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Impact And Results Of Minority Engineering Student Advising And Mentoring For Career Advancement

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Conference

2008 Annual Conference & Exposition

Location

Pittsburgh, Pennsylvania

Publication Date

June 22, 2008

Start Date

June 22, 2008

End Date

June 25, 2008

ISSN

2153-5965

Conference Session

Impact Student Success

Tagged Division

Minorities in Engineering

Page Count

10

Page Numbers

13.687.1 - 13.687.10

Permanent URL

https://peer.asee.org/4394

Download Count

37

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Paper Authors

biography

Tokunbo Ogunfunmi Santa Clara University

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TOKUNBO OGUNFUNMI, Ph.D., P.E. is an Associate Professor of Electrical Engineering at Santa Clara University, Santa Clara, California. He earned his BSEE (First Class Honors) from Obafemi Awolowo University, (formerly University of Ife), Nigeria, his MSEE and PhDEE from Stanford University, Stanford, California. His teaching and research interests span the areas of Digital Signal Processing (theory, applications and implementations), Adaptive Systems, VLSI/ASIC Design and Multimedia Signal Processing. He is a Senior Member of the IEEE, Member of Sigma Xi, AAAS and ASEE.

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Abstract
NOTE: The first page of text has been automatically extracted and included below in lieu of an abstract

Impact and Results of Minority Engineering Student Advising and Mentoring for Career Advancement 1

Abstract

Minority students in graduate school in engineering in the United States are quite few. The numbers are even fewer in small private schools. For example, statistics of black minority undergraduate students in electrical engineering are less than 5% in many small catholic private universities such as Santa Clara University. Given that not all of the undergraduates go on to graduate school in electrical engineering, the numbers are even fewer in graduate school, typically less than 1%.

The reality of low minority enrollment numbers in engineering and in electrical engineering in particular is unacceptable. Therefore, it is important to offer minority undergraduate and graduate students in engineering mentoring on the issues of retention, graduation and career advancement.

Recently, we began a program at our university to improve these statistics. This program is initially funded by a grant from the James Irvine Foundation. The preliminary results and the impact of our multi-faceted grant activities are presented in this paper.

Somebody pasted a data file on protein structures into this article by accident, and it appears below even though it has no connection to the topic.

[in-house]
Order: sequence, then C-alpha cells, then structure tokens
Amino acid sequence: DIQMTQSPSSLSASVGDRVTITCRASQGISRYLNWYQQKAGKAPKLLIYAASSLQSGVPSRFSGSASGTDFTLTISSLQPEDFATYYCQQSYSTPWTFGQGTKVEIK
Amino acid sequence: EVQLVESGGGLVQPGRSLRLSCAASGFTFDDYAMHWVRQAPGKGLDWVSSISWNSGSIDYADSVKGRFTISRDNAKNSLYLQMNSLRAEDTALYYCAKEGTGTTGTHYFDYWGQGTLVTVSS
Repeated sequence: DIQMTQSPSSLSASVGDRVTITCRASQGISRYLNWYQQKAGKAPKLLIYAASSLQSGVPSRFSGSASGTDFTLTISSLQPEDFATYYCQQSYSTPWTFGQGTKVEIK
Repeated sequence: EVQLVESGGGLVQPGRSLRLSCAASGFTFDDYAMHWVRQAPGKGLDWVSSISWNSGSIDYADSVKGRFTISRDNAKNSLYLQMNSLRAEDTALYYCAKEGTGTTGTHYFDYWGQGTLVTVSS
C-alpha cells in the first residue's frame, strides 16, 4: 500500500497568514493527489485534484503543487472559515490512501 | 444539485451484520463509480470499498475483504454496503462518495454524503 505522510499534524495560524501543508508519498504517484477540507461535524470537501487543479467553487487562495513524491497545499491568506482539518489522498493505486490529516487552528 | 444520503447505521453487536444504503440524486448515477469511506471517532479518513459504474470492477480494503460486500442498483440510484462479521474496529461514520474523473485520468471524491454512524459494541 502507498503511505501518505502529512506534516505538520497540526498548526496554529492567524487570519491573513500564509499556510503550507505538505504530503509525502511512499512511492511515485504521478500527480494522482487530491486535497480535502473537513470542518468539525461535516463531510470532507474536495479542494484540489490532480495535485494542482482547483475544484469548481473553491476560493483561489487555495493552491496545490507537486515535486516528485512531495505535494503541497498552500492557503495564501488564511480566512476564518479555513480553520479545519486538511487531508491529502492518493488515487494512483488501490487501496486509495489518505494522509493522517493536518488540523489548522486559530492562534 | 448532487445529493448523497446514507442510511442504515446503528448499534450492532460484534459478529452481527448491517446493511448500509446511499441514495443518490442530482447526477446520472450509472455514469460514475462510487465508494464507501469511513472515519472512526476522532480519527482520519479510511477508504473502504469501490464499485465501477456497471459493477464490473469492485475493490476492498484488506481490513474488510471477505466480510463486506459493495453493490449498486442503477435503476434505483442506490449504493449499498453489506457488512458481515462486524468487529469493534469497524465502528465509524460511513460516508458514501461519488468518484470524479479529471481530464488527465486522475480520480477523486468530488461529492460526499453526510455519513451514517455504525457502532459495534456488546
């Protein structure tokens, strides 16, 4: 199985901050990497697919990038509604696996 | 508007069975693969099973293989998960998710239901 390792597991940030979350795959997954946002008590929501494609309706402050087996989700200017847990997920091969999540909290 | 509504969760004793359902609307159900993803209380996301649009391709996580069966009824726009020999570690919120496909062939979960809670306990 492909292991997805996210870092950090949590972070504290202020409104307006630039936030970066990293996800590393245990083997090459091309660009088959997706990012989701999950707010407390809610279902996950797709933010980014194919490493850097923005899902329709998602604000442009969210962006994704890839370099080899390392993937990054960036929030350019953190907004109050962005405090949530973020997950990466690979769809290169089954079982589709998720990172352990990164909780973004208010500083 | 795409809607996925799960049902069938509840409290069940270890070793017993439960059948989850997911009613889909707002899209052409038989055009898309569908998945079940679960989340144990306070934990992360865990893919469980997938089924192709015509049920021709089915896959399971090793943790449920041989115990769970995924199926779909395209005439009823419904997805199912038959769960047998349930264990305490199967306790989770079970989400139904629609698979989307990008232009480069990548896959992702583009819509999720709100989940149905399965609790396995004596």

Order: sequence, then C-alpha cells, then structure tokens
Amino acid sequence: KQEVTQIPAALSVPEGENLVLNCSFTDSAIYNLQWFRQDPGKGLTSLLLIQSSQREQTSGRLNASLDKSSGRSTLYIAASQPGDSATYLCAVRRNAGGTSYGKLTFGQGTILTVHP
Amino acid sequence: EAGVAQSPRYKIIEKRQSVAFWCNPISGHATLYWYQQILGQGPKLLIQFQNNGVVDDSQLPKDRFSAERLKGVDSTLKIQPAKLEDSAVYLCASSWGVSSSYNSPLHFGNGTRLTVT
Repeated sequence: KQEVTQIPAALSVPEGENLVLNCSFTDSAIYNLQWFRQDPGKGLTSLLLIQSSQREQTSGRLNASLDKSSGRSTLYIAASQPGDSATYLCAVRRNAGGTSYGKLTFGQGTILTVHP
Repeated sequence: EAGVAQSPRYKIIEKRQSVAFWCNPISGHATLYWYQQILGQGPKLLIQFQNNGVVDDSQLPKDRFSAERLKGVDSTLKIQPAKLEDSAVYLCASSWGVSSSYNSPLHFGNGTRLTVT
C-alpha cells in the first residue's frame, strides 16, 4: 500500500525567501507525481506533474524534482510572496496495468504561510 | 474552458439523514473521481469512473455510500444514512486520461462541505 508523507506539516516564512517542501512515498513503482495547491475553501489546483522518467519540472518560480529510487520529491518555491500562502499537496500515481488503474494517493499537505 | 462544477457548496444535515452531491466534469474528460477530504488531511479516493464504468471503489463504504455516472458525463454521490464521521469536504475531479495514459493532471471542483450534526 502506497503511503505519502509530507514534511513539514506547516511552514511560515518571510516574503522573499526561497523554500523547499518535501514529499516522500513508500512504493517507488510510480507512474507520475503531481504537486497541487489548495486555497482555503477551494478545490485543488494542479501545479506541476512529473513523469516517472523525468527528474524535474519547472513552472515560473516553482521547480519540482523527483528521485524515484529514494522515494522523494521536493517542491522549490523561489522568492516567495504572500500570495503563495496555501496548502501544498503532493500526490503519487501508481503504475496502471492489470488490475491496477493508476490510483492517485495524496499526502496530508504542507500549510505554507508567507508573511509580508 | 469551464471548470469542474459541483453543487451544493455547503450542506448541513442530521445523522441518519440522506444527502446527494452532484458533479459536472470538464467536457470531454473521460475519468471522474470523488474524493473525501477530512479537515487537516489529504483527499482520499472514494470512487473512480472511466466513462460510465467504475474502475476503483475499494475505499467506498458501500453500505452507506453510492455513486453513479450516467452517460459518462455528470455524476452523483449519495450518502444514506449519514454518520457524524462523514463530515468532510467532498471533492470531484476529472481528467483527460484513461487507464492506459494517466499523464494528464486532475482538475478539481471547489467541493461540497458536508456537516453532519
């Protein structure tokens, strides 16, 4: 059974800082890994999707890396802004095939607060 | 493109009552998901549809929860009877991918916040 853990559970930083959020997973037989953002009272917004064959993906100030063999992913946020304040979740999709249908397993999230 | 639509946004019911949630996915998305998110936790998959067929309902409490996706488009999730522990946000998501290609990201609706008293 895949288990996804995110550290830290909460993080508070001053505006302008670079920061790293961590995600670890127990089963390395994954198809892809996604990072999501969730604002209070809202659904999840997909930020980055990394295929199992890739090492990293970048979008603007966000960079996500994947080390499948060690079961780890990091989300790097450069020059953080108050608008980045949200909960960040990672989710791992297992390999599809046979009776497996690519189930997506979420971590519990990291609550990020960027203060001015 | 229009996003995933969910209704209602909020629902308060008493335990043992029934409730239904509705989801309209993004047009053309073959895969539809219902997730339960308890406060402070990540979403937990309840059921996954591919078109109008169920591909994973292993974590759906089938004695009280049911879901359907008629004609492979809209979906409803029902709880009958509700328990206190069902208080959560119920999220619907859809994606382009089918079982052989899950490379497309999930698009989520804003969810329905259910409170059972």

Introduction

It is a well-known problem that the number of minority students in engineering in the United States is very small. In [1], we presented some of our findings and recommendations to rectify the situation especially regarding the number of minority graduate students in electrical engineering.

Over the last year some of the recommendations have been implemented, thanks to a grant from the James Irvine Foundation at Santa Clara University.

In this paper, we report on the impact of some of the recommendations. The focus of our paper is on the undergraduate student population and the impact of the recommendations on their initial experience at our institution.

We also give an overview of how our institution has developed and embraced many of the recommendations for implementation for engineering undergraduate minority students.

The paper is divided into five sections. In Section 2, we start with the motivation for this paper. Here, we also re-state the problem as we perceive it. In Section 3, we give some background about the school of engineering at Santa Clara University. We also present some of the institutional

1 This work was supported by a grant from the James Irvine Foundation

Ogunfunmi, T. (2008, June), Impact And Results Of Minority Engineering Student Advising And Mentoring For Career Advancement Paper presented at 2008 Annual Conference & Exposition, Pittsburgh, Pennsylvania. https://peer.asee.org/4394

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